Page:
God said through the prophet Isaiah, “These people come near to me with their mouth / and honor me with their lips, / but their hearts are far from me” (Isa. 29:13, emphasis added). Yet God also spoke through Jeremiah:
“This is the covenant I will make with the house of Israel
after that time,” declares the Lord.
“I will put my law in their minds
and write it on their hearts.
I will be their God,
and they will be my people.
No longer will a man teach his neighbor,
or a man his brother, saying, ‘Know the Lord,’
because they will all know me,
from the least of them to the greatest.”
Jeremiah 31:33–34, emphasis added
This began to be fulfilled at Pentecost, when the Holy Spirit operated through the preaching of Peter to bring three thousand people to repentance and faith in Jesus Christ. It is being fulfilled in our day whenever people hear the Word of God, turn from sin, believe on Jesus as their personal Lord and Savior, and confess him before others.
The second part of this verse is the part with which I actually began, asking, “Is it possible to be a secret believer?” It answers by telling us, “It is with your mouth that you confess and are saved.” This second part goes with the first, so that (in one sense) it is as necessary to confess Christ as Lord and Savior as it is to believe on him.
We are to confess him with our mouths, of course, which means openly and audibly. But a simple public testimony in a meeting does not exhaust the ways we can confess Jesus Christ as Lord.
How can we confess him? Let me suggest the following eight ways.
- In public worship. The first and most obvious way in which you can confess Jesus Christ is by assembling with other Christians in public worship. There have been times in history when this has been a mere form for many. It is probably a mere form for many, even today. Yet this is changing. As more and more people are neglecting church, preferring the idle pleasures of the world to the demands of public worship, the mere fact of your joining with other believers to worship God can be a useful and significant confession that you are indeed a Christian.
I am aware of this most Sunday mornings. I live only four blocks from Tenth Presbyterian Church, so I walk to church. As I do this Sunday by Sunday throughout the year, I am aware of those I pass on the streets on those mornings. There are always a number who have been to the convenience store to pick up the Sunday papers and are reading them as they shuffle along sleepily. I also pass joggers. They are working earnestly to preserve their bodies, which will perish anyway in time, while they are indifferent to the condition of their souls. Other people are just walking along, some perhaps returning from an all-night debauch or binge.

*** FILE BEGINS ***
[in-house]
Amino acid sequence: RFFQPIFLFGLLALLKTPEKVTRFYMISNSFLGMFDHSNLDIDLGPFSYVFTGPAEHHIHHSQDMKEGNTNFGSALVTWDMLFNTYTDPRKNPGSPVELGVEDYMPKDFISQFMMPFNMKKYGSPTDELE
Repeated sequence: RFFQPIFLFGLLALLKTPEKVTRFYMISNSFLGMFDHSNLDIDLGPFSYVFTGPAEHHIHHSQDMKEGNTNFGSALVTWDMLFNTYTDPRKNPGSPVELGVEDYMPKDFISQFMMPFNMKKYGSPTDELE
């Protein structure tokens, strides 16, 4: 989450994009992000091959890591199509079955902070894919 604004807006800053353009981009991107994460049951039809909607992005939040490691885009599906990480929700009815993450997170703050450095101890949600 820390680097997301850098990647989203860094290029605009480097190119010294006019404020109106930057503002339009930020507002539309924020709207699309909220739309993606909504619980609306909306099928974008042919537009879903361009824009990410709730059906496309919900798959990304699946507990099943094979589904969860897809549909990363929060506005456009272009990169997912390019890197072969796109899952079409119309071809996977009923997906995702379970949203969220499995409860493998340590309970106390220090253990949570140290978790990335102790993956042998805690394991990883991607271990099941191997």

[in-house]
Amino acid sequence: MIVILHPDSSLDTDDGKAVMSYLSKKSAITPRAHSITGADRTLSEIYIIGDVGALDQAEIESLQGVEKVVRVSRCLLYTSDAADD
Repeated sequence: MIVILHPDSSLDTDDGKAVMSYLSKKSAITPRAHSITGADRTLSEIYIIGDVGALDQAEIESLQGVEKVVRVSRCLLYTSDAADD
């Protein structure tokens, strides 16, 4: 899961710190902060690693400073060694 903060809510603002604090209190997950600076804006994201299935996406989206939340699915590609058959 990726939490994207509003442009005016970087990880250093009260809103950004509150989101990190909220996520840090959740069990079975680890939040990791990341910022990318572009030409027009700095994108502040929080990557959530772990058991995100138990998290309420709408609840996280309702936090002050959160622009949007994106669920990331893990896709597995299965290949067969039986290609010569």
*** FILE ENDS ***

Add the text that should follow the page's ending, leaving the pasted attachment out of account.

But while all this is going on, there is an entirely different group of people, a subculture that is collecting from around the Delaware Valley. These people are alert and expectant. They have their Bibles in hand, and their minds are already attuned to the God they are coming to worship. The mere fact that they are collecting to worship him sets them apart. They are rightly and joyfully confessing Christ by what they do on Sunday mornings.
- By the sacraments. A second way in which we confess Christ openly is by our participation in the sacraments: baptism, the initiatory sacrament of the Christian faith; and the Lord’s Supper, the repeatable sacrament. Both are for Christians only, and by both we proclaim before other people that Jesus Christ is our Lord.
Charles Haddon Spurgeon had a wonderful sermon on the second half of this text, the part speaking of confession with our mouths, in which he listed a number of these means of confessing Christ. He spoke of baptism, calling it the crossing of the Rubicon: “If Caesar crossed the Rubicon, there would never be peace between him and the senate again. He draws his sword, and he throws away his scabbard. Such is the act of baptism to the believer. It is the crossing of the Rubicon. It is as much as to say, ‘I cannot come back again to you. I am dead to you. And to prove I am, I am absolutely buried to you. I have nothing more to do with the world. I am Christ’s and Christ’s forever.”
So also with the Lord’s Supper. As you partake of it you say to the world, “I am not my own. I am Christ’s. I am in fellowship with him. Therefore, I cannot indulge in the sins in which you indulge or live for the goals for which you surrender everything.”
- Through association with God’s people. Not all our associations with other believers are formal, that is, in worship services and sacraments. We also associate with them informally, proving by our identification with these others, of whatever race, nationality, or status in life, that we belong to the same Lord and confess the same gospel. You can do that at work, in weekly Bible studies, or just by your friendships. We remember that in his first letter, the apostle John made our love for other Christians one of the tests by which we can know whether or not we are a Christian (1 John 3:11–13). If this is a way we can know we are Christians and are following Christ, it is obviously also a way by which others can know we are Christians. The pagans said of the early Christians, “Behold, how they love one another.”